Samoa: The perfect island holiday for families sick of Fiji and Bali


When Samoa officially reopened its borders to overseas guests in August, the country invested in a global campaign that promised everything “beautiful” when you visit their picturesque island home. There were waterfalls, blowholes, turquoise lagoons, lava fields, and stunning sinkholes and caves to swim in. 

Who could say no? 

Now was my moment. Now was the time to venture across the pacific to experience something new for our next family adventure.

About Samoa

Samoa is located in the Pacific Islands and is renowned for its natural beauty, outdoor adventures, rich culture, and warm hospitality. 

Samoa is made up of a group of 12 islands, with only four inhabited, but the two main islands travellers venture to are the gorgeous islands of Upolu (which hosts the country’s capital city Apia) and Savai’i.  

Upolu is the place to be if you enjoy a bit of hustle and bustle on the side of some old-fashioned island adventure, as it’s home to many great outdoor attractions, picturesque beaches, oceanfront resorts, restaurants and bars. 

But if you want to have the true Moana “island life” experience, Savai’i will cover that completely. A good dose of both is the best way to go and it’s only an hour-long ferry ride between the two.  

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Getting to Samoa

As they’re getting back into the swing of things with overseas travel back on the cards, getting to Samoa isn’t the easiest place to get to, I have to be completely honest.

At the time of our visit, there were limited flights in and out of Samoa and most required a stopover. We travelled with Fiji Airways and the experience was smooth once the tickets were purchased. My tip: be open with your travel dates, so you can work around what they’re offering rather than getting frustrated with not being able to get there when you want. 

Samoa is about 5-6 hours from Sydney and our travel included a brief stopover into Nadi, Fiji. In fact, it was so brief we were hustled from one plane to the other within what felt like seconds!

From Fiji it took a little under two hours. Tickets average around $1000-$2000 for an adult return, so be sure to do some shopping to ensure you’re getting the best deal.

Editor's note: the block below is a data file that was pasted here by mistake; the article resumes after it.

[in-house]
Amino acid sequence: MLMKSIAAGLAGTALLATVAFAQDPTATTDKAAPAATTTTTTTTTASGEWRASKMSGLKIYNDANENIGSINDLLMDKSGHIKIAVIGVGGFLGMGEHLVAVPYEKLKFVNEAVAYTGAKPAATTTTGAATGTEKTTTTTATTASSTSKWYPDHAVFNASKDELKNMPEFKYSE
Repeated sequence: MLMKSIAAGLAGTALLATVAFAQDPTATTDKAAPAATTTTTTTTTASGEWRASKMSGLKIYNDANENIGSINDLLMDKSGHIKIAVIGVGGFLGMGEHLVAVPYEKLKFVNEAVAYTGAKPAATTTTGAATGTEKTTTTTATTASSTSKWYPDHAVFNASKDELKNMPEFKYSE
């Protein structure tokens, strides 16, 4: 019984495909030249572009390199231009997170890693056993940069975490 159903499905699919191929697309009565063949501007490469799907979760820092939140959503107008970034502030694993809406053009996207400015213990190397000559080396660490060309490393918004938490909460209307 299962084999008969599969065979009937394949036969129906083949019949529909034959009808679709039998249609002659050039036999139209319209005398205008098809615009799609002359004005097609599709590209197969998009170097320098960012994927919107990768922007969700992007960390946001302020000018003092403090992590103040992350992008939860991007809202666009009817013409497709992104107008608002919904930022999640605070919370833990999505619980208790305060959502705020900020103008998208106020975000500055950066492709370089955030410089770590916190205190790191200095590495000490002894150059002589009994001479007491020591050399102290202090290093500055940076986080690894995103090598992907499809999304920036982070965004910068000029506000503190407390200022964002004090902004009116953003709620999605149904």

Upolu – where to stay and what to do

Our island home in Upolu was at the relaxed Saletoga Sands Resort and Spa, Matatufu. 

The moment we stepped foot in our family deluxe villa ($326.60 AUD per night, including tropical breakfast) located opposite the pool (hello swim-up bar, we see you!) we felt instantly relaxed. 

The beachfront resort boasts many different room options – some by the lagoon and others by the garden, but honestly, it doesn’t really matter where you are. The pool includes a swim-up bar where we enjoyed many Pina Coladas and Baby Pinas for the kids (no alcohol of course) and when we felt like a bit of adventure, the beachfront is home to a cool slide that makes its way straight into the ocean, which the kids loved!

When you’re keen to simply hang around the resort, there’s also a day spa, where hubby and I enjoyed a 60-minute-long massage, a fitness centre, and watersport activities such as snorkeling, kayaking, and stand-up paddle boarding. 

Another stay option for those who prefer surf is Return to Paradise Resort and Spa, Lefaga. A two-bedroom oceanfront villa will set you back $375.40 AUD per night and it’s a good idea to stay here at least one night as it’s close to the airport and has a fun island vibe.

But no matter where you stay, Samoa is known as a wonderland for natural adventure, so you won’t want to sit in the resort all day. 

Sunday is church day for the locals and if you’re lucky enough to be around for a service, I highly recommend you pop in. We paid a Methodist church a visit and not only were we welcomed with open arms, it was a privilege to hear the beautiful church hymns sung by local families. 

When visiting Samoa, you hear so much about their beach fales. These are beach huts you can chill out all day by the beach and one on the bucket list is located on the famous Taufua Beach, which was voted by Lonely Planet as one of the top 10 beach destinations in the world. Renting a fale on this picturesque beach will set you back $26.80 AUD but it’s yours for the day. The kind staff will even set up a mattress for you and serve lunch inside.